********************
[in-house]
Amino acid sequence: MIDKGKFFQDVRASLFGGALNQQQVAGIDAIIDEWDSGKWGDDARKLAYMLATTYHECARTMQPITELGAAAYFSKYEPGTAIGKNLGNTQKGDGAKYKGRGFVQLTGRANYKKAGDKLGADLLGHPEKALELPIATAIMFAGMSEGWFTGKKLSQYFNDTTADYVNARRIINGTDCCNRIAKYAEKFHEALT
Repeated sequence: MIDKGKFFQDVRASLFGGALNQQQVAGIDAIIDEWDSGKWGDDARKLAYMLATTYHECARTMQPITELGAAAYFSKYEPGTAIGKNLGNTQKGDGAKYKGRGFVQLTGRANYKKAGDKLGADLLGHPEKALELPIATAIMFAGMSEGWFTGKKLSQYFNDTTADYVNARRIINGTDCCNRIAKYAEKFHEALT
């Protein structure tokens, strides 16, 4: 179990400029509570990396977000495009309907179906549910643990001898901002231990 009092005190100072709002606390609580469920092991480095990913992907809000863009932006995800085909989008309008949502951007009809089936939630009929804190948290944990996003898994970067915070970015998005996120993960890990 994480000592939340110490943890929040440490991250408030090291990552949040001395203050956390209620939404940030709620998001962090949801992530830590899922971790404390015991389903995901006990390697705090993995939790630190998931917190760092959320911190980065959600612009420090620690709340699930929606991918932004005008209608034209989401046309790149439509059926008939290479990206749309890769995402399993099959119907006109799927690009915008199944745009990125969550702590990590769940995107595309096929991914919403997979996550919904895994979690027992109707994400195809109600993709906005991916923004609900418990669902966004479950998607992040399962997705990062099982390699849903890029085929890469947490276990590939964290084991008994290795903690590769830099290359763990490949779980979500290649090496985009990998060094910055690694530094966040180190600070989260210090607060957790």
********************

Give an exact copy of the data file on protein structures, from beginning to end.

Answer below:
[in-house]
Amino acid sequence: MIDKGKFFQDVRASLFGGALNQQQVAGIDAIIDEWDSGKWGDDARKLAYMLATTYHECARTMQPITELGAAAYFSKYEPGTAIGKNLGNTQKGDGAKYKGRGFVQLTGRANYKKAGDKLGADLLGHPEKALELPIATAIMFAGMSEGWFTGKKLSQYFNDTTADYVNARRIINGTDCCNRIAKYAEKFHEALT
Repeated sequence: MIDKGKFFQDVRASLFGGALNQQQVAGIDAIIDEWDSGKWGDDARKLAYMLATTYHECARTMQPITELGAAAYFSKYEPGTAIGKNLGNTQKGDGAKYKGRGFVQLTGRANYKKAGDKLGADLLGHPEKALELPIATAIMFAGMSEGWFTGKKLSQYFNDTTADYVNARRIINGTDCCNRIAKYAEKFHEALT
């Protein structure tokens, strides 16, 4: 179990400029509570990396977000495009309907179906549910643990001898901002231990 009092005190100072709002606390609580469920092991480095990913992907809000863009932006995800085909989008309008949502951007009809089936939630009929804190948290944990996003898994970067915070970015998005996120993960890990 994480000592939340110490943890929040440490991250408030090291990552949040001395203050956390209620939404940030709620998001962090949801992530830590899922971790404390015991389903995901006990390697705090993995939790630190998931917190760092959320911190980065959600612009420090620690709340699930929606991918932004005008209608034209989401046309790149439509059926008939290479990206749309890769995402399993099959119907006109799927690009915008199944745009990125969550702590990590769940995107595309096929991914919403997979996550919904895994979690027992109707994400195809109600993709906005991916923004609900418990669902966004479950998607992040399962997705990062099982390699849903890029085929890469947490276990590939964290084991008994290795903690590769830099290359763990490949779980979500290649090496985009990998060094910055690694530094966040180190600070989260210090607060957790």